At the same time, it costs the companies nothing to engage Marriott students, all they have to do is appoint a sponsoring manager to work with the students and design the team they think will best solve this problem and we build the team.

Whether it’s a team that needs marketing, engineering, finance, or computer science students in it, the school helps to connect the right students with the right projects, and they then put in the equivalent of 40 hours of work a week.

Having tough students allows us to push them to be tougher and some teams do so well in their final presentations to the executive managers that they are invited back to the company’s headquarters to present.

The students come to us bright, mature, and ready to develop, and it’s fulfilling to watch them grow from the experiential learning opportunities we design.

How does the school inspire and guide its students?

At our school, we make it clear early on that we are developing students for careers, not jobs. And we help them understand that a career doesn’t mean staying in the same job for 20 years.

On top of getting students exposed to the industry, one of my biggest jobs is to guide them to look for organizations, not positions. We want to study company cultures and develop a strategic approach to looking for the company they want to be a part of. I sometimes question them on what they think of a company’s business model. It’s really about pursuing a company.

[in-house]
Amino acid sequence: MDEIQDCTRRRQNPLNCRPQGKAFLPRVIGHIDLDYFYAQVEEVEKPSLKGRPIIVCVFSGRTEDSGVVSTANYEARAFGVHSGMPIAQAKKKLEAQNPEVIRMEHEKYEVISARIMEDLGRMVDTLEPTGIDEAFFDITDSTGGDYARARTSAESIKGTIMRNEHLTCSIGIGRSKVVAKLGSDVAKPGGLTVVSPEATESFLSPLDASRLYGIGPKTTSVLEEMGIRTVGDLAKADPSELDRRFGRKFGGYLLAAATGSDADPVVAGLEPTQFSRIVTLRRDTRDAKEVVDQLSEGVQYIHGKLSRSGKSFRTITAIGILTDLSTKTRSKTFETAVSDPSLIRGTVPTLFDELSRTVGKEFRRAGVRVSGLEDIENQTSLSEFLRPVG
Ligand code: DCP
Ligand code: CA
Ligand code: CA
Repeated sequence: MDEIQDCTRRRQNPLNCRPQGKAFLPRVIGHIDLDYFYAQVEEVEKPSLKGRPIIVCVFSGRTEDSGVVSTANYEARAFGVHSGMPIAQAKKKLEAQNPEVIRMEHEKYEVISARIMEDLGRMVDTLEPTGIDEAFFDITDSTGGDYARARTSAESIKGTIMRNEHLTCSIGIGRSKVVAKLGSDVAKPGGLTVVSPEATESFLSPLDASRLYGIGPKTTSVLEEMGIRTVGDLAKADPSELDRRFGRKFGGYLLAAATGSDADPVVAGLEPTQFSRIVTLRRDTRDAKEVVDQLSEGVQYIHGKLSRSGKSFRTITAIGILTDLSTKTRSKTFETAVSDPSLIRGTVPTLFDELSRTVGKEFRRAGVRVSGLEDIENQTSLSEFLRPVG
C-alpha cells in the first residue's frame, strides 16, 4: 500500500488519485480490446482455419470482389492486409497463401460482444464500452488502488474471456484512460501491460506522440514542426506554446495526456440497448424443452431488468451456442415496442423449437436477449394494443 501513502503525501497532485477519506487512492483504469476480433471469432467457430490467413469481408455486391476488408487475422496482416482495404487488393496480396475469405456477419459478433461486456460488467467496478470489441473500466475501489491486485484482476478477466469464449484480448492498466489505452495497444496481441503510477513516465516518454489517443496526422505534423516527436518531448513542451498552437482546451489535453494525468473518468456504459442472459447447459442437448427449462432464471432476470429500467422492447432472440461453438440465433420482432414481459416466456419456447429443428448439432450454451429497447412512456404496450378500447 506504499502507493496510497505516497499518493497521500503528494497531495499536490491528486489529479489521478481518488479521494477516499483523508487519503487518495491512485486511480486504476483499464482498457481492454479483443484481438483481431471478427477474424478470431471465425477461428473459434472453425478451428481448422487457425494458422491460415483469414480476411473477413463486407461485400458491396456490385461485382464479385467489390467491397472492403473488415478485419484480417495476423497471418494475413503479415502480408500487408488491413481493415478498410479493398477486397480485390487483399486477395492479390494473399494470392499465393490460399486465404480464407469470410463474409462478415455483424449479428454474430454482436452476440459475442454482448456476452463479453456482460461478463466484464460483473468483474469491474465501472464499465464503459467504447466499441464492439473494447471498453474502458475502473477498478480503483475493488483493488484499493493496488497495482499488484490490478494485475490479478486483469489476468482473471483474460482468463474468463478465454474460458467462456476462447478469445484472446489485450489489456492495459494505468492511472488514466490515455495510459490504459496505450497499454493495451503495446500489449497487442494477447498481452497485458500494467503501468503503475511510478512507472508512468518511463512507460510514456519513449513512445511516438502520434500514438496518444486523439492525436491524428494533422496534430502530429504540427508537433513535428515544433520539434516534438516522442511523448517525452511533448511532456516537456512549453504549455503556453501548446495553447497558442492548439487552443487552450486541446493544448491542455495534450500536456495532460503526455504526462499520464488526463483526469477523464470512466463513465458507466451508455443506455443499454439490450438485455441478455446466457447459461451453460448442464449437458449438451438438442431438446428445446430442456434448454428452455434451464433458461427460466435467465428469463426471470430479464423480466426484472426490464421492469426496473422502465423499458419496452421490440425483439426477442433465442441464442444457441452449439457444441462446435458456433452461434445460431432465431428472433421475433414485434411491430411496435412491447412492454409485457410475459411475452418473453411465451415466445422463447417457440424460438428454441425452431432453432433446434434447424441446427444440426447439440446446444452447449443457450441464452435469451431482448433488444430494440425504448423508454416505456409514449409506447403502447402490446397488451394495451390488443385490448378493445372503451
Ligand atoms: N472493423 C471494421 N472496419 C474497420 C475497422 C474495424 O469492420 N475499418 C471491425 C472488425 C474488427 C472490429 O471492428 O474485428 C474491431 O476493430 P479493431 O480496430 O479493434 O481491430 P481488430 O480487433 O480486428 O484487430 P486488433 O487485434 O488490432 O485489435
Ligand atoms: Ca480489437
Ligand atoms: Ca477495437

One of the biggest mistakes I’ve seen students make is to run after a job as long as it’s in the industry they’re in. We see it everywhere — finance students applying for anything that comes up in the finance sector. But that’s not going to work in the long run.

The key is to start early and identify the companies you think you want to work for. It takes research, exposure, and smart networking. Above all, it takes time, so don’t wait. Begin by making contact with the company, probably the alumni, and ask questions about career progression and culture. You should consider if it resonates with you and if you’re inspired by the products and services you’ll be providing.

Inspiration is just the beginning, it’s also important for students to aspire, dream, and be OK with feeling discouraged along the path. Students don’t have to drive it to the end, but they need to be moving forward.

It’s easy to get caught up in a job. Sometimes, students tell me they don’t know if they’ll want to do something for 20 years, and I have to tell them that if they’re still doing the same in 20 years, something’s wrong.

Students should be prepared to start their careers in a functional area. But sometimes, they need reminding that the beauty of business is that it’s easy to pivot. Try out different roles, and take on different challenges. You could start in finance, move into business development, and end up in business strategy. I moved across a variety of business models and capabilities and that’s how my career expanded.

Careers are very dynamic and you need to enjoy being with the company and the way they operate.